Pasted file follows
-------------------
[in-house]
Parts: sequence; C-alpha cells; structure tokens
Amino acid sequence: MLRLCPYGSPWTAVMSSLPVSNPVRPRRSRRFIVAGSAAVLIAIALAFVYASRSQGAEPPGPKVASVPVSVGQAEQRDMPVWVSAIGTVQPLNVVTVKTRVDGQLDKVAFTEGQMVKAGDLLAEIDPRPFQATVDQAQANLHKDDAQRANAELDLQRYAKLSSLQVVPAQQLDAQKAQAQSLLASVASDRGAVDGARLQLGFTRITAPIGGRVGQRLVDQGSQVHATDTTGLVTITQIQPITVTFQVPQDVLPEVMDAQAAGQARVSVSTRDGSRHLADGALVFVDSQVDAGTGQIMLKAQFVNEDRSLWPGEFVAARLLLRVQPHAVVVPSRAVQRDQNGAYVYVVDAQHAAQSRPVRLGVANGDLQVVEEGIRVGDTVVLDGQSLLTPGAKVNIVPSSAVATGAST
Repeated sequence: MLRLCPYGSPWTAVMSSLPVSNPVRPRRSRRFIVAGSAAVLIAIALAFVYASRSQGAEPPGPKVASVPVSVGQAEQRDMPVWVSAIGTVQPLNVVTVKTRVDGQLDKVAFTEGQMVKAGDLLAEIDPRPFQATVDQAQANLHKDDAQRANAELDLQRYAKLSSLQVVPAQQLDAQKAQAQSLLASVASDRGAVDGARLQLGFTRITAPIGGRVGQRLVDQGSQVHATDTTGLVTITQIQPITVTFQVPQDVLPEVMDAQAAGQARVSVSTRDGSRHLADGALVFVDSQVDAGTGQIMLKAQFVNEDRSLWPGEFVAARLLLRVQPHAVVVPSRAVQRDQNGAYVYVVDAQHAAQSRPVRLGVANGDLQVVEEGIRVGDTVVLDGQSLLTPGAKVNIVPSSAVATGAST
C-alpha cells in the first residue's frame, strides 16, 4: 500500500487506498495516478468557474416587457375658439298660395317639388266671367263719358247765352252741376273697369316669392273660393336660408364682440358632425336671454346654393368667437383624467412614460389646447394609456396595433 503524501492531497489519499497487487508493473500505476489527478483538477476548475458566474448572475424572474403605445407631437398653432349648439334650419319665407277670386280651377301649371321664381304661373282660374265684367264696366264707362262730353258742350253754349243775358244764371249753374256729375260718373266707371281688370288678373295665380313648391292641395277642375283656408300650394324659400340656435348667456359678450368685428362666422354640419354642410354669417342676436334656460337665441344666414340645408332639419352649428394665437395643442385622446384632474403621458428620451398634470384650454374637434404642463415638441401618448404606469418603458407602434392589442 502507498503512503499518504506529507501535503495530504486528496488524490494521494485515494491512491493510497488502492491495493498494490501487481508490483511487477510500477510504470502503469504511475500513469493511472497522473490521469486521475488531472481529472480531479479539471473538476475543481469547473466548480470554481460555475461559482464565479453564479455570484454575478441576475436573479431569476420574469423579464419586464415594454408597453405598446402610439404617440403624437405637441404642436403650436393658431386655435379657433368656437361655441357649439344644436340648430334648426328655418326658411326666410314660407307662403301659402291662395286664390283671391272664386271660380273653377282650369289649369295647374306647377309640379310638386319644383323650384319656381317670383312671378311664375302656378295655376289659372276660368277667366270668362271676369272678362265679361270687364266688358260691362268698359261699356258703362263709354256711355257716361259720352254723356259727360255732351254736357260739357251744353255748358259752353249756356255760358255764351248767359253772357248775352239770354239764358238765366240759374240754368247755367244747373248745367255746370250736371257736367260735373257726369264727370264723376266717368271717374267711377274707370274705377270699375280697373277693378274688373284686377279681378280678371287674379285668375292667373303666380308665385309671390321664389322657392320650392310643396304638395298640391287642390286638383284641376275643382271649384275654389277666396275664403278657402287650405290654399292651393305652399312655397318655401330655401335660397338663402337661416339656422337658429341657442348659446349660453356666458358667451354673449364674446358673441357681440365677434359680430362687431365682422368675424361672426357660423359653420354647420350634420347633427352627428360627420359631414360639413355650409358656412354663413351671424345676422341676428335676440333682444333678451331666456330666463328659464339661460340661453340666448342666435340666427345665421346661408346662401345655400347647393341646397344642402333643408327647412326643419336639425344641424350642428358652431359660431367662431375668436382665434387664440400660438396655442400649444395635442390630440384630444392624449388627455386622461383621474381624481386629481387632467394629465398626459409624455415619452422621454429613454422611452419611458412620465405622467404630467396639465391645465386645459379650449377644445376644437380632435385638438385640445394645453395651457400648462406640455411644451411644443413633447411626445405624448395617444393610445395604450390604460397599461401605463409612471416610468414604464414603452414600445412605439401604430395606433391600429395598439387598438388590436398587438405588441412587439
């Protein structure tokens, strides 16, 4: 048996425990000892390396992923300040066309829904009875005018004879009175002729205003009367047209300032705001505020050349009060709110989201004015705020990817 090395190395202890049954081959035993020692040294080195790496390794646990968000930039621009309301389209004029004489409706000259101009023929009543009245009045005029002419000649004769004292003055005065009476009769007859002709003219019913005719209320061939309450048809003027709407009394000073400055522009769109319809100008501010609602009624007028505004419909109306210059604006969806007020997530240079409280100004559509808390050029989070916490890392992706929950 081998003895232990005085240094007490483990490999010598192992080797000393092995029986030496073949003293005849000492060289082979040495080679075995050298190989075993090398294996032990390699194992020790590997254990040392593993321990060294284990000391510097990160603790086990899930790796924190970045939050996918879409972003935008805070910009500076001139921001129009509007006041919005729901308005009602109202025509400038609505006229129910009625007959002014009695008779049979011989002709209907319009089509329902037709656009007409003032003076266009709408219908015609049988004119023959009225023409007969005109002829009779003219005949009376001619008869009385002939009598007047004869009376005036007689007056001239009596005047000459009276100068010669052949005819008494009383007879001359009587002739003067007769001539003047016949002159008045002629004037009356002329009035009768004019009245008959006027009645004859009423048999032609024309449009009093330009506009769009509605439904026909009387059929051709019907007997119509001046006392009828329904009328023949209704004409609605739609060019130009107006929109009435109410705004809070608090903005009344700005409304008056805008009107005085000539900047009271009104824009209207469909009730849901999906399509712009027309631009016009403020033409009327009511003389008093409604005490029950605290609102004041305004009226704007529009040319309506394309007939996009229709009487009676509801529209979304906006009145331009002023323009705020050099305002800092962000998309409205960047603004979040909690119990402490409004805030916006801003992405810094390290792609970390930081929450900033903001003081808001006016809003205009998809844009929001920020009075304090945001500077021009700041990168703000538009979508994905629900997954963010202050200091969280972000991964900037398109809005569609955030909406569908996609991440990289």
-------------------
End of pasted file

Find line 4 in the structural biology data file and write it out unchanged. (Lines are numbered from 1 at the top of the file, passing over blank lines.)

Repeated sequence: MLRLCPYGSPWTAVMSSLPVSNPVRPRRSRRFIVAGSAAVLIAIALAFVYASRSQGAEPPGPKVASVPVSVGQAEQRDMPVWVSAIGTVQPLNVVTVKTRVDGQLDKVAFTEGQMVKAGDLLAEIDPRPFQATVDQAQANLHKDDAQRANAELDLQRYAKLSSLQVVPAQQLDAQKAQAQSLLASVASDRGAVDGARLQLGFTRITAPIGGRVGQRLVDQGSQVHATDTTGLVTITQIQPITVTFQVPQDVLPEVMDAQAAGQARVSVSTRDGSRHLADGALVFVDSQVDAGTGQIMLKAQFVNEDRSLWPGEFVAARLLLRVQPHAVVVPSRAVQRDQNGAYVYVVDAQHAAQSRPVRLGVANGDLQVVEEGIRVGDTVVLDGQSLLTPGAKVNIVPSSAVATGAST